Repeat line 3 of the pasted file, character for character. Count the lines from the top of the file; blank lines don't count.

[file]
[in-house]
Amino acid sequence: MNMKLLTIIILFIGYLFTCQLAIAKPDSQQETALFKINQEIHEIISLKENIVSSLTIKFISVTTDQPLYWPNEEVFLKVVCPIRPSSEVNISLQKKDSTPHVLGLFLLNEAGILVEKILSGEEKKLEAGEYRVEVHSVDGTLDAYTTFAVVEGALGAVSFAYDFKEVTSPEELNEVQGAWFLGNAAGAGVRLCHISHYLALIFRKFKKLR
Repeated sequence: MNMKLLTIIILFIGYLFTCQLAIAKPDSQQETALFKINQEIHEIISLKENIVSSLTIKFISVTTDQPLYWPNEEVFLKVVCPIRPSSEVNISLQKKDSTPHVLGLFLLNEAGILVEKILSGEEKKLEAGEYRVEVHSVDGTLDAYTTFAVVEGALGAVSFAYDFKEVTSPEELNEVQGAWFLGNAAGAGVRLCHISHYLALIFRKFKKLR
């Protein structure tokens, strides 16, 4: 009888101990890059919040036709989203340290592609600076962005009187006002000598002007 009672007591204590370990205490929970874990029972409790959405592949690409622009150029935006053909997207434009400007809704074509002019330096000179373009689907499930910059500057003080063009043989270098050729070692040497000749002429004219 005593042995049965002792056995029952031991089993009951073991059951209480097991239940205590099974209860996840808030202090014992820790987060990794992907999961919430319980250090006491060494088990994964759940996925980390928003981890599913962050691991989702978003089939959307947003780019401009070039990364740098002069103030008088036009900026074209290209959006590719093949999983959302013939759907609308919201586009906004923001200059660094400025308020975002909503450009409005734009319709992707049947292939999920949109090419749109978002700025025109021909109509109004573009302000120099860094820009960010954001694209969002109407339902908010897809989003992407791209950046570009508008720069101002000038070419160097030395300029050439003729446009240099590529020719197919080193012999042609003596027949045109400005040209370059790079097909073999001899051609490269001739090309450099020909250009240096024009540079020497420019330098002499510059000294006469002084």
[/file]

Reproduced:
Repeated sequence: MNMKLLTIIILFIGYLFTCQLAIAKPDSQQETALFKINQEIHEIISLKENIVSSLTIKFISVTTDQPLYWPNEEVFLKVVCPIRPSSEVNISLQKKDSTPHVLGLFLLNEAGILVEKILSGEEKKLEAGEYRVEVHSVDGTLDAYTTFAVVEGALGAVSFAYDFKEVTSPEELNEVQGAWFLGNAAGAGVRLCHISHYLALIFRKFKKLR